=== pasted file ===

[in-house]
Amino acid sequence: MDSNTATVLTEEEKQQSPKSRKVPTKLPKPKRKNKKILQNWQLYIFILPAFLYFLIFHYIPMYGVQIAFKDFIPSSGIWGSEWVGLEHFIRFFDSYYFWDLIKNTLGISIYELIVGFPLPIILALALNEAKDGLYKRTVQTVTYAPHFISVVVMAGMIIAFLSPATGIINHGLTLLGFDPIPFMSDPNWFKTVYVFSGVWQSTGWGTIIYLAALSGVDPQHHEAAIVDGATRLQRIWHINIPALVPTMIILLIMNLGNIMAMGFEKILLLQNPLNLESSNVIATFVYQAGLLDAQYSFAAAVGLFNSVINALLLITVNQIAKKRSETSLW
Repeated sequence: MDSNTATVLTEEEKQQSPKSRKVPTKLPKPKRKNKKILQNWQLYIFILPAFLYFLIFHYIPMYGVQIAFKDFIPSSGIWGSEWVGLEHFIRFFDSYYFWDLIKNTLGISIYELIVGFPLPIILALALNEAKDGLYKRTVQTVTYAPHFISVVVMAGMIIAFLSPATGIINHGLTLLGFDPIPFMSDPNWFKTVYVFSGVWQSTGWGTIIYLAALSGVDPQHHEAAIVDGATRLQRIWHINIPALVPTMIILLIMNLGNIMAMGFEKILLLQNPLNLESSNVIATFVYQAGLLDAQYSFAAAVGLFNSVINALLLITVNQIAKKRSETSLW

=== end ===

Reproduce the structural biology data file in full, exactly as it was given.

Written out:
[in-house]
Amino acid sequence: MDSNTATVLTEEEKQQSPKSRKVPTKLPKPKRKNKKILQNWQLYIFILPAFLYFLIFHYIPMYGVQIAFKDFIPSSGIWGSEWVGLEHFIRFFDSYYFWDLIKNTLGISIYELIVGFPLPIILALALNEAKDGLYKRTVQTVTYAPHFISVVVMAGMIIAFLSPATGIINHGLTLLGFDPIPFMSDPNWFKTVYVFSGVWQSTGWGTIIYLAALSGVDPQHHEAAIVDGATRLQRIWHINIPALVPTMIILLIMNLGNIMAMGFEKILLLQNPLNLESSNVIATFVYQAGLLDAQYSFAAAVGLFNSVINALLLITVNQIAKKRSETSLW
Repeated sequence: MDSNTATVLTEEEKQQSPKSRKVPTKLPKPKRKNKKILQNWQLYIFILPAFLYFLIFHYIPMYGVQIAFKDFIPSSGIWGSEWVGLEHFIRFFDSYYFWDLIKNTLGISIYELIVGFPLPIILALALNEAKDGLYKRTVQTVTYAPHFISVVVMAGMIIAFLSPATGIINHGLTLLGFDPIPFMSDPNWFKTVYVFSGVWQSTGWGTIIYLAALSGVDPQHHEAAIVDGATRLQRIWHINIPALVPTMIILLIMNLGNIMAMGFEKILLLQNPLNLESSNVIATFVYQAGLLDAQYSFAAAVGLFNSVINALLLITVNQIAKKRSETSLW